Here are the thoughts that I presented at Walker Valley UMC on the 4th Sunday of Advent, 24 December 2000. The scriptures for this Sunday are Micah 5: 2 – 5, Hebrews 10: 5 – 10, and Luke 1: 39 – 45.
Micah’s prophecy that the Messiah would be born in Bethlehem is an interesting one. It is the only mention of the Messiah’s birthplace in all of the Old Testament. Why is it that only one prophet, and one of the "minor" prophets at that, the only one to give the location of Jesus’ birth?
Could it be that God wanted to keep this event quiet? Maybe God’s plan was to keep it under wraps and let Israel gradually prepare for their new king? That doesn’t seem to be the case, since the shepherds were told and three wise men from the east came looking for the new child king.
Perhaps God wanted on the Biblical scholars of that time, those who spent all their time studying the scripture, to be the ones who knew of Jesus’ birth. But if that were they case, why were they not the ones who brought the gifts of gold, myrrh, and frankincense? Why did it take them so long to answer the questions from the wise men about the location of this birth?
No, I think the reason for Jesus being born in the little town of Bethlehem was far simpler than that. True, Bethlehem was the city of David and Joseph and Mary, being descendants of David, needed to be there for tax purposes. But Bethlehem was also one of the smaller cities of Judah and by size and location of little importance.
In Jesus’ time, where you were born and who your parents went a long way in deciding what it was that you would do with your life. Your place in society was pretty well established before you were born and society went out of its way to make sure that you knew your boundaries.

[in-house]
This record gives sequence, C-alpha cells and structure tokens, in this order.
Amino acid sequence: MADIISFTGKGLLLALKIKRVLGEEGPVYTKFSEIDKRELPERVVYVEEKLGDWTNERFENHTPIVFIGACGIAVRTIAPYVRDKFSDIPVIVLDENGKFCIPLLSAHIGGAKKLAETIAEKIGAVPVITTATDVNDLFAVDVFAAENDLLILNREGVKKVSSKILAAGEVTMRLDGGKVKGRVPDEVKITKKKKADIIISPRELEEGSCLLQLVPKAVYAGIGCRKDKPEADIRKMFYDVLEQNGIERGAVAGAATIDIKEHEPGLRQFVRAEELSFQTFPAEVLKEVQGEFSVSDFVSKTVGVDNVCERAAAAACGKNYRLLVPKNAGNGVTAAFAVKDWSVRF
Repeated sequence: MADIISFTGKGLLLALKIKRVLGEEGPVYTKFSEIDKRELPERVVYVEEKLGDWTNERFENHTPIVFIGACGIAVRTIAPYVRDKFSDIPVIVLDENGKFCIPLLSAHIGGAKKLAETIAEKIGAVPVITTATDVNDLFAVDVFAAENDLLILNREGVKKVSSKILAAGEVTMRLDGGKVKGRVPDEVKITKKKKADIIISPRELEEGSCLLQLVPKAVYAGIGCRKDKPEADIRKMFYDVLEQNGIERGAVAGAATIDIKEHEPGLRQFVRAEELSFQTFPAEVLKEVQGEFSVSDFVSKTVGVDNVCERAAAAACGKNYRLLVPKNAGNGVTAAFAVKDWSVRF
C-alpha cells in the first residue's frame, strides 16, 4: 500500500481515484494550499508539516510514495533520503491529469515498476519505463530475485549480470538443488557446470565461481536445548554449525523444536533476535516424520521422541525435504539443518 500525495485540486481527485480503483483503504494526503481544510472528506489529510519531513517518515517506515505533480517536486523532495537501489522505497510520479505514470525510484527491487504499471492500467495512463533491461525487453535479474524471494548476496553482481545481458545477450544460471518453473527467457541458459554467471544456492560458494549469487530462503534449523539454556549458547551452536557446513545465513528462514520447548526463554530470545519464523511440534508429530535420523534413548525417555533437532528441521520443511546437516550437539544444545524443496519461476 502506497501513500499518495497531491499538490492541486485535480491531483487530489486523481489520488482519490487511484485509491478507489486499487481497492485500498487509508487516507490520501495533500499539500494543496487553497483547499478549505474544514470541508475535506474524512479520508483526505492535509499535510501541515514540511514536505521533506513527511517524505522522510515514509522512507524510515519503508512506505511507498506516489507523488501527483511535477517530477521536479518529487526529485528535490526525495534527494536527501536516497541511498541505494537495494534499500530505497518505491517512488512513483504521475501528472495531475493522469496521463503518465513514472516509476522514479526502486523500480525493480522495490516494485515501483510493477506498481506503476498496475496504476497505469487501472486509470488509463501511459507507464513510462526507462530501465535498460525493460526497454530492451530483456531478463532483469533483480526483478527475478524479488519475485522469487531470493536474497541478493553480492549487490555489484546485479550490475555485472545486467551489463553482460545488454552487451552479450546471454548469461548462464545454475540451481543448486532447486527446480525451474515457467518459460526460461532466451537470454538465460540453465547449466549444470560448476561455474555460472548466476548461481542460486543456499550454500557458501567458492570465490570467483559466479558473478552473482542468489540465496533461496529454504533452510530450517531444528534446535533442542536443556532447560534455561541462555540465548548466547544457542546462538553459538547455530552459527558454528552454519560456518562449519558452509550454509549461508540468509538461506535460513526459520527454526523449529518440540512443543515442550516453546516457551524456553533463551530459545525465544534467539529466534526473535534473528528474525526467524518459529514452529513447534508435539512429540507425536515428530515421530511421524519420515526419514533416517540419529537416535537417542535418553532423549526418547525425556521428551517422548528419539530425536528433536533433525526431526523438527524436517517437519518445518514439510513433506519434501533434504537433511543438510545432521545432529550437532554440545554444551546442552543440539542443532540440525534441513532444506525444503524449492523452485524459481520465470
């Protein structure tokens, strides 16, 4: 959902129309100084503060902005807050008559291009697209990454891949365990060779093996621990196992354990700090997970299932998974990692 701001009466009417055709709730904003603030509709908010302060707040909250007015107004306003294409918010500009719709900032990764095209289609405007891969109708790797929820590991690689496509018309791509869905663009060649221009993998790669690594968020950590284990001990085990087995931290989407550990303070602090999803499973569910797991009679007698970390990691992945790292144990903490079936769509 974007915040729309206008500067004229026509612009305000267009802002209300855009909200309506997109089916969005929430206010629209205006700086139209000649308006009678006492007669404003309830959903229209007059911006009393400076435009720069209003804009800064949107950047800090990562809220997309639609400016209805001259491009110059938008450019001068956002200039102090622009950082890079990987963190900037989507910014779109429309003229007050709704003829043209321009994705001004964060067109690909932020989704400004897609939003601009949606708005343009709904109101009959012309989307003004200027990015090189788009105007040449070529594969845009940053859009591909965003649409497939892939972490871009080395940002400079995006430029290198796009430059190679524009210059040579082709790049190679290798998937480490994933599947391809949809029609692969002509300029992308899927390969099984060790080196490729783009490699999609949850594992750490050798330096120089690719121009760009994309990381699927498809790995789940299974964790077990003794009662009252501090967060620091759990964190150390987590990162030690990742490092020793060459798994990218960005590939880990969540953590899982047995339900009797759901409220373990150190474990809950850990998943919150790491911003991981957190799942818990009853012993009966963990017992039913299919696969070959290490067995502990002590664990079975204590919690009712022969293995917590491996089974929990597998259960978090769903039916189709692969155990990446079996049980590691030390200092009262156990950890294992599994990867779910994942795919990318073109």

Your success in gaining salvation was also determined, in part, by your place in society. How you obeyed the law, the actions of your daily life were the determining factors in your salvation. It was thus that the world around you was ordered. From our viewpoint in history, it is hard to say just how many common folks truly observed the law as the Pharisees established it. No doubt some tried but they probably found it hopeless and gave up. Other probably didn’t even try, knowing that there efforts would be wasted.
By being born in Bethlehem, far from the center of society and outside its boundaries, Jesus established his ministry as an alternative. It is no wonder that people came from far and wide to hear his message. It was a message of hope and promise; it gave light to the darkness of their lives. IT showed that salvation was theirs and that they were not required to follow the dictates of the Pharisees in order to get it.
Jesus’ core message was one of caring and compassion, not compliance. Jesus made clear to the Pharisees and other religious leaders of that day that they were to blame for the people losing hope. These leaders would rather use the law to meet their own goals rather than to show concern for others. It must have really driven them crazy to see Jesus eating with tax collectors, prostitutes, and other notorious sinners. They were the ones excluded by law and the requirements of society, yet they were the ones who needed to hear the words of salvation the most.